“2 As was his custom, Paul went into the synagogue, and on three Sabbath days he reasoned with them from the Scriptures, 3 explaining and proving that the Messiah had to suffer and rise from the dead. “This Jesus I am proclaiming to you is the Messiah,” he said. 4 Some of the Jews were persuaded and joined Paul and Silas, as did a large number of God-fearing Greeks and quite a few prominent women.” (Acts 17:2-4)
A few weeks ago I delivered two sermons on Acts 17. While I had preached on Acts 17 before, this time around I saw something profound in verses 2-4 that I hadn’t noticed before. In this passage we see Paul following his standard modus operandi of travelling to the synagogue and entering into public debate over the messiahship of Jesus. He definitely had his work cut out for him, for by arguing that Jesus was the messiah Paul was challenging deeply rooted assumptions about who the messiah was. And challenging those assumptions threatened to shake the very foundations of Judaism. And yet, time and again it was into the center of the synagogue that Paul came to bring his message.
Think about the contrast that provides with most contemporary churches. The identity of the messiah was a big issue in Paul’s day. What are the big issues in our day? Evolution? Nationalism, war and Christian witness? Homosexuality? Biblical violence? The historical Jesus? Each of these issues and more is a potential powder keg. And yet it is at this point that contemporary churches tend to diverge radically from the first century synagogue. While the synagogue welcomed open, reasoned discussion about the identity of the messiah, most churches provide no space at all to debate the controversial issues of our age. Indeed, many folks worry that simply by raising an issue they face potential social censure.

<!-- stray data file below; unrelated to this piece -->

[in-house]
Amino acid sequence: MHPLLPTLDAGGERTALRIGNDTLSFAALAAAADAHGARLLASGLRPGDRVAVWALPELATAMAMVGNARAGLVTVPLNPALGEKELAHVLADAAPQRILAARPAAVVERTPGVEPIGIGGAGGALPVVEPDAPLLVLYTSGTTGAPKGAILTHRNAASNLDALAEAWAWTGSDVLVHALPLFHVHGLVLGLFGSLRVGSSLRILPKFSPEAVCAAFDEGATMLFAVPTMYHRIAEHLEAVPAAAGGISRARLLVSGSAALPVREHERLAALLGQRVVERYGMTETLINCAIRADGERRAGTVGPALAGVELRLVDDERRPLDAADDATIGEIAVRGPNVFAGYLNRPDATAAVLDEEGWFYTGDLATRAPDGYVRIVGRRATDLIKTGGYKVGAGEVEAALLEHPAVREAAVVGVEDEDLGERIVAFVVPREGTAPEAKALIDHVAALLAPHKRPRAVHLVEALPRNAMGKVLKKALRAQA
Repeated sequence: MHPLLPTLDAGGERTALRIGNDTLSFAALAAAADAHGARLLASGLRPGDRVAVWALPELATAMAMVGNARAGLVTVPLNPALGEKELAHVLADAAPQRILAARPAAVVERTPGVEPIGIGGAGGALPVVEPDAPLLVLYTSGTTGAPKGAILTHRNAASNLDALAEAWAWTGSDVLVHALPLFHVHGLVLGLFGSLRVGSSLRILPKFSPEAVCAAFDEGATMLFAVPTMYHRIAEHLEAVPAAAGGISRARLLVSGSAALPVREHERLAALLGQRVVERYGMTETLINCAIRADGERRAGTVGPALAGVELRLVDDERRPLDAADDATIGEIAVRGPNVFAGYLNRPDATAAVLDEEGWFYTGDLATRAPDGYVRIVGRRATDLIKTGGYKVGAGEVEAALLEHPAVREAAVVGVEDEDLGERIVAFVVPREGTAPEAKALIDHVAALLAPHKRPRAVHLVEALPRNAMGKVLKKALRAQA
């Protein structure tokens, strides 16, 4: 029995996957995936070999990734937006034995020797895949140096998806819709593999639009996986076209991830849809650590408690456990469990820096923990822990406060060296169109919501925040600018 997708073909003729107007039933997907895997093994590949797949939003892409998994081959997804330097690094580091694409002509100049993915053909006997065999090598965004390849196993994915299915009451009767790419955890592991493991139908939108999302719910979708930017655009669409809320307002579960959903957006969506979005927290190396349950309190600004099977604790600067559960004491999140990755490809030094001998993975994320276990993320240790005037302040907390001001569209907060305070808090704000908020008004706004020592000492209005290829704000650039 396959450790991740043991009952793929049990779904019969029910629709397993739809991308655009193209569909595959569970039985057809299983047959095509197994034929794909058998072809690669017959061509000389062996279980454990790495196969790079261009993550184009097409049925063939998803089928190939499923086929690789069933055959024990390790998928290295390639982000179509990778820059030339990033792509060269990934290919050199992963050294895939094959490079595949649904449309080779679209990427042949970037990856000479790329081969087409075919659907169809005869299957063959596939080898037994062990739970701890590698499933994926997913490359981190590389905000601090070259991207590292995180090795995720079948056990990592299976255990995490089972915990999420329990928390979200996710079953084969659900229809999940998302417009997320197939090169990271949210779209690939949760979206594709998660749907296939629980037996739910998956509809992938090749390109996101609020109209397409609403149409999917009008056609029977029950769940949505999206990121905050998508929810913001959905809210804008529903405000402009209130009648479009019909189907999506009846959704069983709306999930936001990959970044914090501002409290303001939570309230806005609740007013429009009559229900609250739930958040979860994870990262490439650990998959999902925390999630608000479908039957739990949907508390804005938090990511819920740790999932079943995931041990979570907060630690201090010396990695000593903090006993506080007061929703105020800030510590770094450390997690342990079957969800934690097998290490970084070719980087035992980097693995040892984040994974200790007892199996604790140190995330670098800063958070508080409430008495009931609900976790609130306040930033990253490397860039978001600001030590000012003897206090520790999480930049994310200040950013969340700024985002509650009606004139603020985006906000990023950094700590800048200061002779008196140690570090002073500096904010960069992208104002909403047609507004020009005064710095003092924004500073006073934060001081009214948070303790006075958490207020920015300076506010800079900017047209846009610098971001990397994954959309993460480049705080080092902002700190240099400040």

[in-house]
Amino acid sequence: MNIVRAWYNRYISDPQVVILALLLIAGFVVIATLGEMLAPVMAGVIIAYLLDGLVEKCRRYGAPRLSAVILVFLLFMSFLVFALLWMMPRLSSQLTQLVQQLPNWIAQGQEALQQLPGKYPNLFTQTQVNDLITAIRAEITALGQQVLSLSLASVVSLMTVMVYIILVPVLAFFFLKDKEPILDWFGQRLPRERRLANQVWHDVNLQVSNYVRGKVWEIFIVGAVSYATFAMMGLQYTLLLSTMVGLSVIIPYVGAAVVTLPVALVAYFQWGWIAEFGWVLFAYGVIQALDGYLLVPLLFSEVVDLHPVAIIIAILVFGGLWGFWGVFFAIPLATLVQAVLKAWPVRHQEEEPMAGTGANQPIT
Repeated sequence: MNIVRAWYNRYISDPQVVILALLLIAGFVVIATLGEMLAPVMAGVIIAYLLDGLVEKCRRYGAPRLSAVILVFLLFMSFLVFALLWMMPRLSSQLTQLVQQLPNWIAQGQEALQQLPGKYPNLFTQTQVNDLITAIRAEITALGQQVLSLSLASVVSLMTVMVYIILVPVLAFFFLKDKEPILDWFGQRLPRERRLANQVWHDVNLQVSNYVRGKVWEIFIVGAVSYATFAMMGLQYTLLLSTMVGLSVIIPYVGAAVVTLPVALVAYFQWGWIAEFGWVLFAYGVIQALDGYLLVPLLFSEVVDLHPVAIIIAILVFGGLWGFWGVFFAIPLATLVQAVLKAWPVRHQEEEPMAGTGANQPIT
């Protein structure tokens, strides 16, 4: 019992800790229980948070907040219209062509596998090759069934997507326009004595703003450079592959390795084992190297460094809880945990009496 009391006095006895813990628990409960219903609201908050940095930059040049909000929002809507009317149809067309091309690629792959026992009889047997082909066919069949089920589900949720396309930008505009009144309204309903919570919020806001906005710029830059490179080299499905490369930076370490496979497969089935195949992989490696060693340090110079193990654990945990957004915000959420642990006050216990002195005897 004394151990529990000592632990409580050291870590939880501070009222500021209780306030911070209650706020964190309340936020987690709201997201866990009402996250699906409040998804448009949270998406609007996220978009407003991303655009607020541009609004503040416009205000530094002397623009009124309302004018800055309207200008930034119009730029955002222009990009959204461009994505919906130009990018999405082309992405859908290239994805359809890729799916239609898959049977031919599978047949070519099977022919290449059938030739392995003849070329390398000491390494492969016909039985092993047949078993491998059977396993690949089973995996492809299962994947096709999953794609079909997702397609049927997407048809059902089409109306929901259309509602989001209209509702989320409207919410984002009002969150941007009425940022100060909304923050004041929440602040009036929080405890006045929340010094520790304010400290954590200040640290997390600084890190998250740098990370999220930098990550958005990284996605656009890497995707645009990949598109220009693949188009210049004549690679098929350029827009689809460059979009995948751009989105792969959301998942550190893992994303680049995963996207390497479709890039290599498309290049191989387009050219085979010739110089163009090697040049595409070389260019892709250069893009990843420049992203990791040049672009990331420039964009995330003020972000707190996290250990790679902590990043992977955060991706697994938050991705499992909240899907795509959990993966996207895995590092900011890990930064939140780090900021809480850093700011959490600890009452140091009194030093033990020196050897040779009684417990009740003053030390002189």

To take one example, in Jesus Interrupted Bart Ehrman points out that there is a whole range of material on the historical Jesus and historical biblical criticism which is widely taught in the seminaries but never shared in the congregations. Why is this? Do clergy think that their flock can’t handle a more nuanced, complex, and truthful picture of reality? Have they even tried?
Interestingly, a greater openness to such basic questions serves to boost the credibility of the church to a wider, skeptical public. Consider my recent public debates with John Loftus on the existence of God. As I observed back in June, after the debate at Greenfield Baptist Church in Edmonton, a Hindu man came up to me and observed that a Hindu temple or Buddhist temple wouldn’t host that conversation. Then he said, “The fact that this church hosted this discussion shows that you really care about truth.”
I wish that churches today were more like the first century synagogue. I wish they welcomed open, carefully reasoned debate and discussion about the hot potato issues of our age without fear of censure. If nothing else, that would show that the church really does care about truth.